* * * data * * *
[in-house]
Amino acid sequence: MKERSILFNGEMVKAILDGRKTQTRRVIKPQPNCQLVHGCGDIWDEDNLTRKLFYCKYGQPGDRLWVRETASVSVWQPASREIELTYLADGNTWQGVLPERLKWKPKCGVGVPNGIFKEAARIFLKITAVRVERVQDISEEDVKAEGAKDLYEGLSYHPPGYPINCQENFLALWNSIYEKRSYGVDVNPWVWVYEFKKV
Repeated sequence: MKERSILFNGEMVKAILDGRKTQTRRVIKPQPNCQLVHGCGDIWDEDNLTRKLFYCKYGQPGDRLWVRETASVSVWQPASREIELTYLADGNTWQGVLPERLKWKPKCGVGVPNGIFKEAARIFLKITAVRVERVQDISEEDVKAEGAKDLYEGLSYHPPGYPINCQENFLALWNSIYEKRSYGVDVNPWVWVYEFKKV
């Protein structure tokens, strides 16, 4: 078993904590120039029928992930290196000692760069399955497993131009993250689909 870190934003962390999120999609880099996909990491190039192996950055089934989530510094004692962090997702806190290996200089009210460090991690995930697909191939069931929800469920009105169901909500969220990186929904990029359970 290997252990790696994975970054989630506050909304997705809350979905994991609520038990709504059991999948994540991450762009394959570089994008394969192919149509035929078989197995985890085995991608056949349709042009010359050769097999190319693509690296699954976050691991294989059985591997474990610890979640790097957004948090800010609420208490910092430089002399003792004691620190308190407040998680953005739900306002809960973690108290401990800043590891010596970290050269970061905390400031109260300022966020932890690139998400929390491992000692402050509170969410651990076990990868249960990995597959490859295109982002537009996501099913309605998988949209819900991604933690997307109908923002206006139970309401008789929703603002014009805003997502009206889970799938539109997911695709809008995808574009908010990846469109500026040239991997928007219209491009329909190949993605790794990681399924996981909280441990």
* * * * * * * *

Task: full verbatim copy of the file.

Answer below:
[in-house]
Amino acid sequence: MKERSILFNGEMVKAILDGRKTQTRRVIKPQPNCQLVHGCGDIWDEDNLTRKLFYCKYGQPGDRLWVRETASVSVWQPASREIELTYLADGNTWQGVLPERLKWKPKCGVGVPNGIFKEAARIFLKITAVRVERVQDISEEDVKAEGAKDLYEGLSYHPPGYPINCQENFLALWNSIYEKRSYGVDVNPWVWVYEFKKV
Repeated sequence: MKERSILFNGEMVKAILDGRKTQTRRVIKPQPNCQLVHGCGDIWDEDNLTRKLFYCKYGQPGDRLWVRETASVSVWQPASREIELTYLADGNTWQGVLPERLKWKPKCGVGVPNGIFKEAARIFLKITAVRVERVQDISEEDVKAEGAKDLYEGLSYHPPGYPINCQENFLALWNSIYEKRSYGVDVNPWVWVYEFKKV
């Protein structure tokens, strides 16, 4: 078993904590120039029928992930290196000692760069399955497993131009993250689909 870190934003962390999120999609880099996909990491190039192996950055089934989530510094004692962090997702806190290996200089009210460090991690995930697909191939069931929800469920009105169901909500969220990186929904990029359970 290997252990790696994975970054989630506050909304997705809350979905994991609520038990709504059991999948994540991450762009394959570089994008394969192919149509035929078989197995985890085995991608056949349709042009010359050769097999190319693509690296699954976050691991294989059985591997474990610890979640790097957004948090800010609420208490910092430089002399003792004691620190308190407040998680953005739900306002809960973690108290401990800043590891010596970290050269970061905390400031109260300022966020932890690139998400929390491992000692402050509170969410651990076990990868249960990995597959490859295109982002537009996501099913309605998988949209819900991604933690997307109908923002206006139970309401008789929703603002014009805003997502009206889970799938539109997911695709809008995808574009908010990846469109500026040239991997928007219209491009329909190949993605790794990681399924996981909280441990």